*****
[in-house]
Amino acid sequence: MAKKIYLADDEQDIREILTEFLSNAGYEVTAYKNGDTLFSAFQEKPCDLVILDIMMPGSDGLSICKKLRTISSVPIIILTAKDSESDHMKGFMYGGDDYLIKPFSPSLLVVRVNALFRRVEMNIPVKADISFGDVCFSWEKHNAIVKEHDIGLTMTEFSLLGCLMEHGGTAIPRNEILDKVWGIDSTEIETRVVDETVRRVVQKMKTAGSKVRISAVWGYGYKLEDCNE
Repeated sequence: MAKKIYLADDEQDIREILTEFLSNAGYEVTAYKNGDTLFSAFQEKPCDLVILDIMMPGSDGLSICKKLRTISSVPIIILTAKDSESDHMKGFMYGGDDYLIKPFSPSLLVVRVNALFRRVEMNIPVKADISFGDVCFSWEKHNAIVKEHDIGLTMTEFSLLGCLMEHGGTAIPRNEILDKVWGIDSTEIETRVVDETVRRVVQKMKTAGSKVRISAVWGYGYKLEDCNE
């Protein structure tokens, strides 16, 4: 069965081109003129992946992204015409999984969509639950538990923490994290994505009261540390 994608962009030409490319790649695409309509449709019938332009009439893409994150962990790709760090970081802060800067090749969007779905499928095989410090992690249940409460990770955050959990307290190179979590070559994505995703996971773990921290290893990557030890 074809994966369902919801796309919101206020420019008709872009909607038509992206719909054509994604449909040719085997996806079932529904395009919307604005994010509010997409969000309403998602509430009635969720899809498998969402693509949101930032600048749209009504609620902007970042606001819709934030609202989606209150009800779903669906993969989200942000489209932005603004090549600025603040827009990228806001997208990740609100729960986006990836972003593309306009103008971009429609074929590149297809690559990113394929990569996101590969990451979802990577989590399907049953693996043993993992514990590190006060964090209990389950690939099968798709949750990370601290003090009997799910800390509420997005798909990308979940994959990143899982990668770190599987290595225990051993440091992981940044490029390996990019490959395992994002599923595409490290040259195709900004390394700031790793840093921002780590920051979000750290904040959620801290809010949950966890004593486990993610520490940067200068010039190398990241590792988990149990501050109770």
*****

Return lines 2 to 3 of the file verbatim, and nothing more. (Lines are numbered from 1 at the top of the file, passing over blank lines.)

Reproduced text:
Amino acid sequence: MAKKIYLADDEQDIREILTEFLSNAGYEVTAYKNGDTLFSAFQEKPCDLVILDIMMPGSDGLSICKKLRTISSVPIIILTAKDSESDHMKGFMYGGDDYLIKPFSPSLLVVRVNALFRRVEMNIPVKADISFGDVCFSWEKHNAIVKEHDIGLTMTEFSLLGCLMEHGGTAIPRNEILDKVWGIDSTEIETRVVDETVRRVVQKMKTAGSKVRISAVWGYGYKLEDCNE
Repeated sequence: MAKKIYLADDEQDIREILTEFLSNAGYEVTAYKNGDTLFSAFQEKPCDLVILDIMMPGSDGLSICKKLRTISSVPIIILTAKDSESDHMKGFMYGGDDYLIKPFSPSLLVVRVNALFRRVEMNIPVKADISFGDVCFSWEKHNAIVKEHDIGLTMTEFSLLGCLMEHGGTAIPRNEILDKVWGIDSTEIETRVVDETVRRVVQKMKTAGSKVRISAVWGYGYKLEDCNE